Wednesday, 1 February 2017

How to become French - Part 4

Today I acquired my official documentation as a new French citizen. Administratively it's useful but psychologically it's a great disappointment.

Unlike some prefectures here in France and cities in NZ there is NO ceremony at all at Chartres. There's no event where a group of new citizens are welcomed by the Mayor; where there's a sense of solidarity and celebration and where friends and family can participate. Zip.

I mentioned my disappointment to JC but he just said "What does it matter? At least it's official. French people don't make a big song-and-dance about things like Anglo-Saxons." Somehow that didn't make me feel better. I wanted some warm fuzzies.

I received a message to turn up at a certain time on a certain day, which was impossible for me to do as I can never take time off work in my current job. JC had to make a phone call and plead for a change of day on my behalf. Changing the system is no small ask.

Today I walked past the horrid little man there who had delighted in making my life shit each time I had to renew my titre de sejour. I would never have to be at his mercy again.

I stood up at a tiny counter and handed over my required documents to the lady responsible for making this final document exchange. She apologised for not knowing me at all but the system is spread over various parts of France now and my prefecture has no part in it except to hand over today's documents.

After explaining each document in the little folder and obtaining my signature we shook hands and I walked out.


Inside the folder were the following documents:
  1. A letter from the Prefecture of Chartres for my local mairie in exchange for a national identity card (already requested by me)
  2. Letter signed by Manuel Valls (Prime Minister) and Bernard Caseneuve (Minister of Internal Affairs) confirming the decret making me a French citizen
  3. A letter signed by Francois Hollande (President of the French Republic) welcoming me and reminding me I have responsibilities, I am considered an EU citizen as well.
  4. A copy of my birth certificate (French version)
  5. Copy of my first marriage certificate (French version and divorce details)
  6. Copy of my second marriage certificate (contains divorce details too)
  7. List of rights and responsibilities as a French citizen
  8. Copy of the Marseillaise (French National Anthem), very pretty
  9. Copy of the Declaration of the Rights of Man 1789 (equally pretty)
  10. Copy of the constitution of 4 October 1958 extracts only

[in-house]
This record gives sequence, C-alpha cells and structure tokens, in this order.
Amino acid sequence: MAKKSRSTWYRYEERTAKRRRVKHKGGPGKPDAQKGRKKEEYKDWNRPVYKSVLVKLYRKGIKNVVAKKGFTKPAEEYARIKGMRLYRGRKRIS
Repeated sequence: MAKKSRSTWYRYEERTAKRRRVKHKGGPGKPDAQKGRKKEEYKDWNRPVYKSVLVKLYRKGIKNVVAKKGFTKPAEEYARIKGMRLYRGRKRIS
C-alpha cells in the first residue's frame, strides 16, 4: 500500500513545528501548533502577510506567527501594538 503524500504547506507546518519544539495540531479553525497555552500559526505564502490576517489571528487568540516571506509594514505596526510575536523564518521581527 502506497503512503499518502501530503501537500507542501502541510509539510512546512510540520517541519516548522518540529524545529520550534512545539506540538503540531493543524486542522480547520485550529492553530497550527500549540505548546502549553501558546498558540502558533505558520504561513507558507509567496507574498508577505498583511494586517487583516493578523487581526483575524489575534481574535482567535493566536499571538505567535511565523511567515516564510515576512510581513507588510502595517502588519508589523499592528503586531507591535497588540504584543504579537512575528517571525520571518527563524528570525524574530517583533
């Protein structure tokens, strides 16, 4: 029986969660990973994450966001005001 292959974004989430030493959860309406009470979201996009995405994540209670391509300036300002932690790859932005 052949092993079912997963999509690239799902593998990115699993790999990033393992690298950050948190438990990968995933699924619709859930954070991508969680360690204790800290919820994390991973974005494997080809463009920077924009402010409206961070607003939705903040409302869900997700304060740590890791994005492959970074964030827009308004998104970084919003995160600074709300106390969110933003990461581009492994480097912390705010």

I'm very happy to have all that and am relieved I can't be thrown out of France but in reality naturalisation isn't making it any easier for me to find work so I can stay. I try to comfort myself with the knowledge that at last I have achieved my dream, even if it proves temporary. I do love France, despite its quirks and illogical difficulties. My soul is quite at ease here. To all those who have in any way contributed to today's success, my heartfelt thanks.

And Thank You France!

Now on to getting my identity card which enables travel throughout Europe, and my French passport enabling travel anywhere else. In the meantime I can use my kiwi passport while I wait. I do think in this globalised world it's important to have options at either end of our planet for better or for worse.
I can finally close the 'dossier' which has taken 6.5 years to complete.



















1 comments:

Susan said...

Bonjour and congratulations. Your story is both encouraging and depressing :-) I'll no doubt have to go through a similar process in a couple of years time when Brexit finally happens. A bunch of expensive and tedious paperwork!

Anyway, my advice to you now would be to register as an auto-entrepreneur. That way you have the possibility of earning a bit more money and developing a small business. Have a chat with your local Chambre des métiers and see what they suggest, how they can help, etc. I've got an appointment with mine on Friday, and having spoken to them earlier this week I am pleasantly surprised at how switched on and helpful they have been so far. After the CdM, I may also go to see the local communautés des communes dévelopement advisors. They can't help me just at present (too early in the project) but having spoken to them, they could be useful later (financing, premises, etc).

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